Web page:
Any heavy, movable object can be a crushed-by hazard to workers, as this bizarre case involving a Texas cemetery shows.
Guadalupe Mendoza of San Juan, Texas, was killed when a five-foot tall tombstone weighing an estimated one to two tons (2,000 to 4,000 lbs.) fell on top of him.
A couple visiting the Hillcrest Cemetery in Edinburg, Texas, saw the stone topple onto Mendoza and called police.
The 64-year-old cemetery supervisor had been using a jack and wooden plank to level the stone when it fell onto his chest. Reports say the tombstone had been tilted to one side.
An autopsy shows he suffered major internal injuries and crushing chest trauma.
The death was reported to federal OSHA.
Other cemetery hazards for workers
In 2009, federal OSHA’s Atlanta-West Area Office issued a letter outlining the hazards to cemetery workers following broadcast news footage showing the procedures used for digging and preparing graves.
It’s no surprise that the focus of the letter was on trenching hazards, including the most cited OSHA standards for excavation work:
- 1926.651: specific excavation requirements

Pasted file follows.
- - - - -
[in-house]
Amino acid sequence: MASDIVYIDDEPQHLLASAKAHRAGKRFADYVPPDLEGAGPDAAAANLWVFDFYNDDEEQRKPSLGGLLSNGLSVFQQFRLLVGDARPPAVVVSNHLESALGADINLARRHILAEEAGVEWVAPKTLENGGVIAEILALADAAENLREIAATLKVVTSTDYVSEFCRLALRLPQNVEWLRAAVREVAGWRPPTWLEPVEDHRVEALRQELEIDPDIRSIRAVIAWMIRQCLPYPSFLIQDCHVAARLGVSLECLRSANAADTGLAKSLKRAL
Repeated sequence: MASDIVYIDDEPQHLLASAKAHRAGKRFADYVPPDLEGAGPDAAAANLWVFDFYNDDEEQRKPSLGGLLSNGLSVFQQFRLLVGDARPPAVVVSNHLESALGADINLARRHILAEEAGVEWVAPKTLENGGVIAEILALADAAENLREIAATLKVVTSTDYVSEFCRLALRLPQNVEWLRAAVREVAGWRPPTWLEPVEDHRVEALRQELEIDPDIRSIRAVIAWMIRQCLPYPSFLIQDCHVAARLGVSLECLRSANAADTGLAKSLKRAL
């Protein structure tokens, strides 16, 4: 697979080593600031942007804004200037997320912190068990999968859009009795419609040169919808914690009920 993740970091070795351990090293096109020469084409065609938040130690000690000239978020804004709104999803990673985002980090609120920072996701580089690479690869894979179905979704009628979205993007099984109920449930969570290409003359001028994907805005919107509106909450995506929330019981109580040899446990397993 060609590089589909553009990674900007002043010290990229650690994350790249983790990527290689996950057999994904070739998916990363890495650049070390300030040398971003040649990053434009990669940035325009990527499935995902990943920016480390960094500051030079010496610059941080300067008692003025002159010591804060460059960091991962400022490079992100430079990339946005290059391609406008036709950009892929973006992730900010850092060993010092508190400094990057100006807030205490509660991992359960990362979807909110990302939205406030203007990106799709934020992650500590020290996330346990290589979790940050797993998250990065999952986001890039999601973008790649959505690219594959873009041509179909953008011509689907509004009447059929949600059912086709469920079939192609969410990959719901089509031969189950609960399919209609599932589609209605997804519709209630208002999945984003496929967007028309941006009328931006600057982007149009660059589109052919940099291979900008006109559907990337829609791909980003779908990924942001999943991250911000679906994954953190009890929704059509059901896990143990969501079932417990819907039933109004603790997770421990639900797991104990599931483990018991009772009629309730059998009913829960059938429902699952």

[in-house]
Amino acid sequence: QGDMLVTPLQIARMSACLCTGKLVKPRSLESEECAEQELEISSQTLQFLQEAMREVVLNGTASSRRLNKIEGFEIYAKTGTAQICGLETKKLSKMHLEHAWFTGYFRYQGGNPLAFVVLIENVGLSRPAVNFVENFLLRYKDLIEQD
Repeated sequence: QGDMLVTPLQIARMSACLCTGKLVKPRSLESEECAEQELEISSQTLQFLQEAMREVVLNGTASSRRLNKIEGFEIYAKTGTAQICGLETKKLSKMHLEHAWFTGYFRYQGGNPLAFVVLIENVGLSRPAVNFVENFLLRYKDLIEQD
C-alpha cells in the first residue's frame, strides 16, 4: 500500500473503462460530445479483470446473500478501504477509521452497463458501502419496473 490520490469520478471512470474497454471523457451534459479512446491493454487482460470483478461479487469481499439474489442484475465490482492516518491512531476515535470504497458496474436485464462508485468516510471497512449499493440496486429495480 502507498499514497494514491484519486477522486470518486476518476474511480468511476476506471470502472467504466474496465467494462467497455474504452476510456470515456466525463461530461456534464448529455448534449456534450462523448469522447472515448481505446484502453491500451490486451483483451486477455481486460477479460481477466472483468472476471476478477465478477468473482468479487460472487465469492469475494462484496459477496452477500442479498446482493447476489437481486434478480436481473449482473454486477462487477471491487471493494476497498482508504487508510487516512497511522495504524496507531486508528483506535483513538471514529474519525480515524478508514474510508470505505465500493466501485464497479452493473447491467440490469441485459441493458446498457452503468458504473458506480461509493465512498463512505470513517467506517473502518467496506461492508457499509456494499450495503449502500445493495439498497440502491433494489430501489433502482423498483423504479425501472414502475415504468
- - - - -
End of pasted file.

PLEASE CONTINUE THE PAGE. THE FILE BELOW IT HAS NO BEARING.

- 1926.652: requirements for protective systems in excavations, and
- 1926.21: safety training in construction (“The employer shall instruct each employee in the recognition and avoidance of unsafe conditions and the regulations applicable to his work environment to control or eliminate any hazards or other exposure to illness or injury”).
The letter also lists these other hazards cemetery workers may encounter:
- hazardous atmospheres (for example, carbon monoxide, carbon dioxide, natural gas, methane from decomposing bodies, and oxygen deficient atmospheres)
- equipment hazards
- falling loads, and
- being struck by or run over by equipment (covered by OSHA’s General Duty Clause).
The letter also warns cemetery workers that being lowered into a grave by a bucket is very dangerous.
Unless you consider the tombstone in this case to be a falling load, toppled stones aren’t listed as a hazard.
Which goes to show: It’s not always the more obvious hazards that cause injuries or death.
It also shows why workers should be encouraged to perform hazard analyses before any job, especially before those which may be a little out of the ordinary.